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Hong Kong Today
Hong Kong Today
RTHK's morning news programme. Weekdays 6:30 - 8:00
Mike Weeks and Ian Pooler


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Selected audio segments:
Carrie Lam blames herself for the extradition crisis   Listenfacebook
A recording has been released by the Reuters news agency of Chief Executive Carrie Lam telling a private gathering last week that her hands are tied over the worst crisis Hong Kong has faced since the handover because it's now a national security issue for China. In the audio recording of her meeting with business people, Lam also says she would quit as Hong Kong’s leader if she had the choice. Janice Wong reports:
Changing CE now is not the answer: Priscilla Leung   Listenfacebook
Pro-establishment lawmaker Priscilla Leung says although she can’t ascertain whether the recording obtained by Reuters is really of the Chief Executive, she does agree with parts of what’s on it, particularly where Carrie Lam says Beijing has no plan to deploy the national army in Hong Kong. She also says she doesn’t think that replacing Lam as Chief Executive now would resolve the crisis. She told Mike Weeks that specific proposals need to be offered to the public:
Police disperse Mong Kok protesters   Listenfacebook
Hundreds of riot police were deployed on the streets of Mong Kok late on Monday night, using pepper spray and a round of tear gas to disperse protesters gathered at Prince Edward MTR Station, the scene of a brutal police operation on Saturday night. Several people were arrested, including the leader of Baptist University's student union, Keith Fong. He was also seized by officers in August for buying laser pointers but was freed without charge. Altis Wong reports:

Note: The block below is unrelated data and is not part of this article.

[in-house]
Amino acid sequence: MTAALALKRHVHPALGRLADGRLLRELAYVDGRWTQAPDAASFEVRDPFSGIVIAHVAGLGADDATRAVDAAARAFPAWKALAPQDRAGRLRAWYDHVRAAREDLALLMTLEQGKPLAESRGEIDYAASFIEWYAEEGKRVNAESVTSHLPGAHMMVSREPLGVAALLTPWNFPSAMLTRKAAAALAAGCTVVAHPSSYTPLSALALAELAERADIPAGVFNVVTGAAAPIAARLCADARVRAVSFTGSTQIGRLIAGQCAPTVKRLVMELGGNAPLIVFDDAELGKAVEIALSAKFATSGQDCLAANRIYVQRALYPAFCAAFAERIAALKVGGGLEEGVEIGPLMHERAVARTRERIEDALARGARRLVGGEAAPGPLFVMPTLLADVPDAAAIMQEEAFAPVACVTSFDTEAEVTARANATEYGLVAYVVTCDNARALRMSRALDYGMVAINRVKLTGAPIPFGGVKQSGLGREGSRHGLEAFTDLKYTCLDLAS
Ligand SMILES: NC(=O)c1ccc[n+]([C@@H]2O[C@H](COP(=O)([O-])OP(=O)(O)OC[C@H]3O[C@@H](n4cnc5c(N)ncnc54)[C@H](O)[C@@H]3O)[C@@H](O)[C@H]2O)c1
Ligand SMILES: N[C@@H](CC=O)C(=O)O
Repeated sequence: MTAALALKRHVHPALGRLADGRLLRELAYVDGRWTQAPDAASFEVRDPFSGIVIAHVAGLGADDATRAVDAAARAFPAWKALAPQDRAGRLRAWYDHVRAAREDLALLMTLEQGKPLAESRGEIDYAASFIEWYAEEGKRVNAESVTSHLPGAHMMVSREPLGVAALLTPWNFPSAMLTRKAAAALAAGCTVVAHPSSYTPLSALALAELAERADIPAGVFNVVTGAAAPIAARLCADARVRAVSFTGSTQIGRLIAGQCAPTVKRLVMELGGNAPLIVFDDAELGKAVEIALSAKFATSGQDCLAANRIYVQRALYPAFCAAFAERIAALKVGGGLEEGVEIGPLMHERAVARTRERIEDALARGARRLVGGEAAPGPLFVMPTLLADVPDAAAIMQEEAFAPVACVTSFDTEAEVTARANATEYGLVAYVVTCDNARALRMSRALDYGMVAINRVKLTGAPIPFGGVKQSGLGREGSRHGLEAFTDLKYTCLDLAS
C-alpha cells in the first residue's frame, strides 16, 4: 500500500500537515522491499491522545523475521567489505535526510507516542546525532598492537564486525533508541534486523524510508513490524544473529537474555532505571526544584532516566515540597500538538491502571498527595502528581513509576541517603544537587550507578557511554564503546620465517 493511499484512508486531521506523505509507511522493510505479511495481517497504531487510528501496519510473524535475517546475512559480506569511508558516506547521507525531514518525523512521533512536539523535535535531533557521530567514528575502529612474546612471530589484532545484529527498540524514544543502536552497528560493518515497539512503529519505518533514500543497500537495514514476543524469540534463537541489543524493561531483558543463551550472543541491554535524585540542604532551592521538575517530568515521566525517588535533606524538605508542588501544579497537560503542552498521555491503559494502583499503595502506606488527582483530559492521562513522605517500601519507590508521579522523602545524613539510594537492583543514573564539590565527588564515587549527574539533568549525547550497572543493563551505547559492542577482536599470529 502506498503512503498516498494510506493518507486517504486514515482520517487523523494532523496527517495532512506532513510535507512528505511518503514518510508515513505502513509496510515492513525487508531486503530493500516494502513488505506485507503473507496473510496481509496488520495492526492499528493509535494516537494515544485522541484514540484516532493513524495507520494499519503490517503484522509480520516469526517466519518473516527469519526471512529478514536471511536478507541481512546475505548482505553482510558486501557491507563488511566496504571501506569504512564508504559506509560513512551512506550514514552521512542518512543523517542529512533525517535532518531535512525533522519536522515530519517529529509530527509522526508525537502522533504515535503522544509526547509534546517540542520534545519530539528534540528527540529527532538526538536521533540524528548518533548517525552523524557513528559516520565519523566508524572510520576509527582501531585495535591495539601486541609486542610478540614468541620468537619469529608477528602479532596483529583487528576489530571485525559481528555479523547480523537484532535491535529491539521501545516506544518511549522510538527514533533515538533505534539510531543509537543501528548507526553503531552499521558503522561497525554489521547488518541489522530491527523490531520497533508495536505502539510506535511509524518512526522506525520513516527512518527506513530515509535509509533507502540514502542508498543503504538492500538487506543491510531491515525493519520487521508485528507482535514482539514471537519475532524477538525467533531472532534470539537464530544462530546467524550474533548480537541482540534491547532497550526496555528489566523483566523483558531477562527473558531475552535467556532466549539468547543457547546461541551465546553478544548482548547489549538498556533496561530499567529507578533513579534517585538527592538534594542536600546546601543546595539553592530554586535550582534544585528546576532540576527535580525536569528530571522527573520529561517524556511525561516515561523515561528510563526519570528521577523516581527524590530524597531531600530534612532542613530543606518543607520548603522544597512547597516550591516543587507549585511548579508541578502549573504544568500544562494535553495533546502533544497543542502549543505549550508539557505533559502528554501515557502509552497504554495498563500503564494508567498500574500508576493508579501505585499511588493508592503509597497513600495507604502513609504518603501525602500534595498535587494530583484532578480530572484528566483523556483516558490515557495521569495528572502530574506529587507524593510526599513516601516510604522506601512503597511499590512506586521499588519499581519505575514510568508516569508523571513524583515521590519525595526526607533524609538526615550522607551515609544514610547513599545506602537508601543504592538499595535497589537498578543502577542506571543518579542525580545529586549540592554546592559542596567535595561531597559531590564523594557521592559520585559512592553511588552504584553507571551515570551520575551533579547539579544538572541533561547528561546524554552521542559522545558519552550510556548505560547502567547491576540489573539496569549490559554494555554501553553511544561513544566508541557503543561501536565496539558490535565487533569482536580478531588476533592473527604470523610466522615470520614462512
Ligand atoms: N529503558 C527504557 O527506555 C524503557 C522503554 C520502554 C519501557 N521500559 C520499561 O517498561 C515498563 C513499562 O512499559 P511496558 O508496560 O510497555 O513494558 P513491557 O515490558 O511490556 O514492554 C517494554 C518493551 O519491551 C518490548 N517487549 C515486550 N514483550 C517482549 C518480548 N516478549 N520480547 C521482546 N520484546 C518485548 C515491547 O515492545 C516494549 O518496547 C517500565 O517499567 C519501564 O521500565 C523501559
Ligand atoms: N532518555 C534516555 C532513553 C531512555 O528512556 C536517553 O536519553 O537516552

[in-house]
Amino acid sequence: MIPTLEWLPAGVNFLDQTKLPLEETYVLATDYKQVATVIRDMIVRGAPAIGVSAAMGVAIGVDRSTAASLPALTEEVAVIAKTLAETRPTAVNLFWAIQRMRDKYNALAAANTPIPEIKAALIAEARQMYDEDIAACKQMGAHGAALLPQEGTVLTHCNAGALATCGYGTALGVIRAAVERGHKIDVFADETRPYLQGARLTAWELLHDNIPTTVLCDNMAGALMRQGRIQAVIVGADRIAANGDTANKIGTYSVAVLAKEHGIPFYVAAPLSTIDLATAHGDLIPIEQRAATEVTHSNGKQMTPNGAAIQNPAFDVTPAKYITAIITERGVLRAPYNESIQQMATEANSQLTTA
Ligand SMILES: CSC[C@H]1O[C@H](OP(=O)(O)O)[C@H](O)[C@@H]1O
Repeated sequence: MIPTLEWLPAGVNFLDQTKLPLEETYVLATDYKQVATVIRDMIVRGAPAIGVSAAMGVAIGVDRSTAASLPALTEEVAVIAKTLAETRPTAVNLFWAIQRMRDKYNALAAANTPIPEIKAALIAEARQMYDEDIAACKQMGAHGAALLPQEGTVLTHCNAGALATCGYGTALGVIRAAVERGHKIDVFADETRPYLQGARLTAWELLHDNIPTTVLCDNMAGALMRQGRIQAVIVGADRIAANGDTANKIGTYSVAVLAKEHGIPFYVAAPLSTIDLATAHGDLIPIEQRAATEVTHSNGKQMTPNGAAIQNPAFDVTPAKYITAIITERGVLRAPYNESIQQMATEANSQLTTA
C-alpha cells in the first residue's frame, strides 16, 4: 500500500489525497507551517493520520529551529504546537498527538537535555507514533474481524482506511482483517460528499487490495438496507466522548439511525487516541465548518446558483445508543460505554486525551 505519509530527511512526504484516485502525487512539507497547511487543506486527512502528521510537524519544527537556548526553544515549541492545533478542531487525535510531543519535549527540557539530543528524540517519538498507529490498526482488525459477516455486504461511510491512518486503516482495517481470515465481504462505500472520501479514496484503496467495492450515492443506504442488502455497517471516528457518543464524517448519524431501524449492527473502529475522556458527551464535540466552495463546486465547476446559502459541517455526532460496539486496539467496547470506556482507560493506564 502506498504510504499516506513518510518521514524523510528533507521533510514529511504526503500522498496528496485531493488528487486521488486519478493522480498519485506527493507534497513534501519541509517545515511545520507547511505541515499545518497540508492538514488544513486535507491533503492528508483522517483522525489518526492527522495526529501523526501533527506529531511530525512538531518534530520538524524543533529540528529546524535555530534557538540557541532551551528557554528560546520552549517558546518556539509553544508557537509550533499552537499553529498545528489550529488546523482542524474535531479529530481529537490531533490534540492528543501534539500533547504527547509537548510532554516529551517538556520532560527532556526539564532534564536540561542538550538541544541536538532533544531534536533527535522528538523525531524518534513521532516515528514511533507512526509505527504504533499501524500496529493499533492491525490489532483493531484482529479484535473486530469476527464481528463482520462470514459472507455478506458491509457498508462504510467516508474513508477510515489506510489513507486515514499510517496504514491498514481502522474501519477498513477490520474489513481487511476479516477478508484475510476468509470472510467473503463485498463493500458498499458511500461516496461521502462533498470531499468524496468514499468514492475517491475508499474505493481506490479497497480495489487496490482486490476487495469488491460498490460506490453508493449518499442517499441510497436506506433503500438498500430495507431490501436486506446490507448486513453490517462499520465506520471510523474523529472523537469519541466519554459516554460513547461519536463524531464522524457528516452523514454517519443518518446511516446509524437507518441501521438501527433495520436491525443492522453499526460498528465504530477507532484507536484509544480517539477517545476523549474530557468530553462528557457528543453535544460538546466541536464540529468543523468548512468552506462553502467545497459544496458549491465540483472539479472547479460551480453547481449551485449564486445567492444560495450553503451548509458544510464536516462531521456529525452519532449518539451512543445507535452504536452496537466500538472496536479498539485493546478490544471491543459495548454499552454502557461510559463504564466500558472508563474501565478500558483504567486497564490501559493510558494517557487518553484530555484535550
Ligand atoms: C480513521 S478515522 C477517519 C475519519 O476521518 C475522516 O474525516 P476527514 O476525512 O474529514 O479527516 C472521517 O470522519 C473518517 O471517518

QMH medics outraged by delays in treatment of protesters   Listenfacebook
Hundreds of medical workers at Queen Mary Hospital formed a human chain on Monday to protest against what they see as the delay in treatment of people injured when riot police stormed a train at Prince Edward Station on Saturday night and savagely beat people inside. They said first aiders were denied access to the station and that it took more than two hours for those hurt to be taken to hospital. A Dr Lam, who took part in the hospital protest, told Violet Wong that the police actions were simply unacceptable:
Security chief defends ‘Asia’s finest’ over Prince Edward sweep   Listenfacebook
The Secretary for Security, John Lee, has defended Saturday’s police operation at Prince Edward Station, where officers beat people inside a train carriage with batons and pepper sprayed them. Lee said the force remains "Asia's finest", as Priscilla Ng reports:
Top prosecutor says police lied about high-profile arrests   Listenfacebook
The chairman of the Hong Kong Court Prosecutor Association, William Wong, has accused the police of lying about the timing of the arrests of a number of pan-democrat lawmakers and prominent social activists last week. Altis Wong has the story:
Agnes Chow’s election ban thrown out   Listenfacebook
One of the high-profile figures arrested last week was Demosisto’s Agnes Chow. On Monday, the High Court overturned a ban on her standing as a candidate in a by-election on Hong Kong Island last year. It said the returning officer should have given Chow a fair opportunity to respond. The judge also ruled that pro-democracy lawmaker Au Nok-hin, who later won the seat, was not duly elected because of her wrongful disqualification. Jimmy Choi reports:
More people expected to join second strike rally   Listenfacebook
The Confederation of Trade Unions says over 40,000 people took part in a rally it organised at Tamar Park in Admiralty on Monday - at the opening of what was billed as a two-day general strike. It's expecting even more to join a similar event on Tuesday at the same venue. The pro-democracy union group also warned the government that if it fails to respond to the demands of protesters, it will escalate the action. Ian Pooler asked the rally's spokesman, Easy Kwok, if he was happy with the turnout at Monday night’s rally: